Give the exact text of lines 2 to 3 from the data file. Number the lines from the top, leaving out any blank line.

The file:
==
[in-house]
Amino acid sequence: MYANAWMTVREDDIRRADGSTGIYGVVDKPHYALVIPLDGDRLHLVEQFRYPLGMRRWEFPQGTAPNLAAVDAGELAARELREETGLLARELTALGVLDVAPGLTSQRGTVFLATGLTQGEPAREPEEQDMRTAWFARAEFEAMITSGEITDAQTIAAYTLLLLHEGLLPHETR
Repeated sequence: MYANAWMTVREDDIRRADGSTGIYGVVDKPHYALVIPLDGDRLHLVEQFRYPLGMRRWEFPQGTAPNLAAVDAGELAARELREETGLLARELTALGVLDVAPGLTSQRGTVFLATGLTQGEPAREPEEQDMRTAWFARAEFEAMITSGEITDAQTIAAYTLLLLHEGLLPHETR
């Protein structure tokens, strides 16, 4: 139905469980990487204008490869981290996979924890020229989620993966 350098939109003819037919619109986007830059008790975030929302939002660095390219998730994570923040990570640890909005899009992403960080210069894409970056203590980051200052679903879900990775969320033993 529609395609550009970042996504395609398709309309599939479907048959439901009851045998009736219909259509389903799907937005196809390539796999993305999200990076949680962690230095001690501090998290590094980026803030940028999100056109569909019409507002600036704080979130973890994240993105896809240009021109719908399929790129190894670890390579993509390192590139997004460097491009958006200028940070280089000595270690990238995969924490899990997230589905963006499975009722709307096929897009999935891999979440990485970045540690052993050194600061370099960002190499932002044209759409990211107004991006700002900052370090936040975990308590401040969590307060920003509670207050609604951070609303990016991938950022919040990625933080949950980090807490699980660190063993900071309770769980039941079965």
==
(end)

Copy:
Amino acid sequence: MYANAWMTVREDDIRRADGSTGIYGVVDKPHYALVIPLDGDRLHLVEQFRYPLGMRRWEFPQGTAPNLAAVDAGELAARELREETGLLARELTALGVLDVAPGLTSQRGTVFLATGLTQGEPAREPEEQDMRTAWFARAEFEAMITSGEITDAQTIAAYTLLLLHEGLLPHETR
Repeated sequence: MYANAWMTVREDDIRRADGSTGIYGVVDKPHYALVIPLDGDRLHLVEQFRYPLGMRRWEFPQGTAPNLAAVDAGELAARELREETGLLARELTALGVLDVAPGLTSQRGTVFLATGLTQGEPAREPEEQDMRTAWFARAEFEAMITSGEITDAQTIAAYTLLLLHEGLLPHETR